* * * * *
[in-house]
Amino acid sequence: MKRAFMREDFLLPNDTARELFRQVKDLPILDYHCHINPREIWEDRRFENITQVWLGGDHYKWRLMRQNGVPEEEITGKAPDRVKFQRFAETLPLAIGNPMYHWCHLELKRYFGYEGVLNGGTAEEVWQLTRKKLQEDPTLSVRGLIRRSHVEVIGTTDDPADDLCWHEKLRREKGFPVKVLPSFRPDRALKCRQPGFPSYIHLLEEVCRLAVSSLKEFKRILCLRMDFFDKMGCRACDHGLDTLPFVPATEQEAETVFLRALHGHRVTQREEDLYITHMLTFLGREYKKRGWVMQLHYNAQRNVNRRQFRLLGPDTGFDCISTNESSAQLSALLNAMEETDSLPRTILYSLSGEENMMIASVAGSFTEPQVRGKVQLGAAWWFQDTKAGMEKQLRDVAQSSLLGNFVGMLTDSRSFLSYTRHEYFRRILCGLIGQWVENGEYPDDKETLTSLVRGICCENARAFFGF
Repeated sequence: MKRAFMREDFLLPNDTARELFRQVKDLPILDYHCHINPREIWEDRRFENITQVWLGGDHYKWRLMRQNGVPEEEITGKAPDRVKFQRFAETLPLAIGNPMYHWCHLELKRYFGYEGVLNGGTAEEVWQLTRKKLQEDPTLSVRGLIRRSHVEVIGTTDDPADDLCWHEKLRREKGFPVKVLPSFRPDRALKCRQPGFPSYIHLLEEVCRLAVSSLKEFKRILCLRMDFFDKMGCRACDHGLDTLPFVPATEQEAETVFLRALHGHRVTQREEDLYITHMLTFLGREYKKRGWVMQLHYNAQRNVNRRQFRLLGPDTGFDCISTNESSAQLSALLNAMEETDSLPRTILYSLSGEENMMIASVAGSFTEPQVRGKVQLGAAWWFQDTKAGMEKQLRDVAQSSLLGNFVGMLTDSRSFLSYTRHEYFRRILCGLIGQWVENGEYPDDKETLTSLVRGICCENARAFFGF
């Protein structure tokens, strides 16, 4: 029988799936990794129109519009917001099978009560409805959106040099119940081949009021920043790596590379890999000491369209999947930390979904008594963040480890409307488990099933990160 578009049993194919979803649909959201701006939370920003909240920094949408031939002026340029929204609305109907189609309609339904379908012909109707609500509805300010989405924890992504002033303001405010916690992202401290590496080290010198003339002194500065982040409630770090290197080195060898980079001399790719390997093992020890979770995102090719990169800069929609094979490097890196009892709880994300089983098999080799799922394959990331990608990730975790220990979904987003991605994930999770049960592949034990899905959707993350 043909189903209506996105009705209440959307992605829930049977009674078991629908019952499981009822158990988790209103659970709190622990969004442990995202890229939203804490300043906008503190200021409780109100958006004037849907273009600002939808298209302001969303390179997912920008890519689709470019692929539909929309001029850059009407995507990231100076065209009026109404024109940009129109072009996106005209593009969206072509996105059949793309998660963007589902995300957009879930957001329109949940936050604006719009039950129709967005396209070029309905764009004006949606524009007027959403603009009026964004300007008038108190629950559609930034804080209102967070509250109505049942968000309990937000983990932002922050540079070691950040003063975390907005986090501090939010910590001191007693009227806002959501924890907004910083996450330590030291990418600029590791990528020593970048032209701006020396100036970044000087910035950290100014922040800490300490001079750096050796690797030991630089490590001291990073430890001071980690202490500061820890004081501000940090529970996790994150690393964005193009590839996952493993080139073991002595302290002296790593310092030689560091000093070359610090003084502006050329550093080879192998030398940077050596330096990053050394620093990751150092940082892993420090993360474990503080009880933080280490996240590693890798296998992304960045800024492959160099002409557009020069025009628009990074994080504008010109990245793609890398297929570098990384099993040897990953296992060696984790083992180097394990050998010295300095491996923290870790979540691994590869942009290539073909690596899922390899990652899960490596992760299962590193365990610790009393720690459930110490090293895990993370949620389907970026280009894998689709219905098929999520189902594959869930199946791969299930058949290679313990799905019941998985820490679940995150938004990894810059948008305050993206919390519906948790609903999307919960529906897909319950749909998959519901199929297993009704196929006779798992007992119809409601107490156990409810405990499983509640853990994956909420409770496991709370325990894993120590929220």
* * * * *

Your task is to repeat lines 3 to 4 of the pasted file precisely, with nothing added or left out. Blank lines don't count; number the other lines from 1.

Repeated sequence: MKRAFMREDFLLPNDTARELFRQVKDLPILDYHCHINPREIWEDRRFENITQVWLGGDHYKWRLMRQNGVPEEEITGKAPDRVKFQRFAETLPLAIGNPMYHWCHLELKRYFGYEGVLNGGTAEEVWQLTRKKLQEDPTLSVRGLIRRSHVEVIGTTDDPADDLCWHEKLRREKGFPVKVLPSFRPDRALKCRQPGFPSYIHLLEEVCRLAVSSLKEFKRILCLRMDFFDKMGCRACDHGLDTLPFVPATEQEAETVFLRALHGHRVTQREEDLYITHMLTFLGREYKKRGWVMQLHYNAQRNVNRRQFRLLGPDTGFDCISTNESSAQLSALLNAMEETDSLPRTILYSLSGEENMMIASVAGSFTEPQVRGKVQLGAAWWFQDTKAGMEKQLRDVAQSSLLGNFVGMLTDSRSFLSYTRHEYFRRILCGLIGQWVENGEYPDDKETLTSLVRGICCENARAFFGF
């Protein structure tokens, strides 16, 4: 029988799936990794129109519009917001099978009560409805959106040099119940081949009021920043790596590379890999000491369209999947930390979904008594963040480890409307488990099933990160 578009049993194919979803649909959201701006939370920003909240920094949408031939002026340029929204609305109907189609309609339904379908012909109707609500509805300010989405924890992504002033303001405010916690992202401290590496080290010198003339002194500065982040409630770090290197080195060898980079001399790719390997093992020890979770995102090719990169800069929609094979490097890196009892709880994300089983098999080799799922394959990331990608990730975790220990979904987003991605994930999770049960592949034990899905959707993350 043909189903209506996105009705209440959307992605829930049977009674078991629908019952499981009822158990988790209103659970709190622990969004442990995202890229939203804490300043906008503190200021409780109100958006004037849907273009600002939808298209302001969303390179997912920008890519689709470019692929539909929309001029850059009407995507990231100076065209009026109404024109940009129109072009996106005209593009969206072509996105059949793309998660963007589902995300957009879930957001329109949940936050604006719009039950129709967005396209070029309905764009004006949606524009007027959403603009009026964004300007008038108190629950559609930034804080209102967070509250109505049942968000309990937000983990932002922050540079070691950040003063975390907005986090501090939010910590001191007693009227806002959501924890907004910083996450330590030291990418600029590791990528020593970048032209701006020396100036970044000087910035950290100014922040800490300490001079750096050796690797030991630089490590001291990073430890001071980690202490500061820890004081501000940090529970996790994150690393964005193009590839996952493993080139073991002595302290002296790593310092030689560091000093070359610090003084502006050329550093080879192998030398940077050596330096990053050394620093990751150092940082892993420090993360474990503080009880933080280490996240590693890798296998992304960045800024492959160099002409557009020069025009628009990074994080504008010109990245793609890398297929570098990384099993040897990953296992060696984790083992180097394990050998010295300095491996923290870790979540691994590869942009290539073909690596899922390899990652899960490596992760299962590193365990610790009393720690459930110490090293895990993370949620389907970026280009894998689709219905098929999520189902594959869930199946791969299930058949290679313990799905019941998985820490679940995150938004990894810059948008305050993206919390519906948790609903999307919960529906897909319950749909998959519901199929297993009704196929006779798992007992119809409601107490156990409810405990499983509640853990994956909420409770496991709370325990894993120590929220």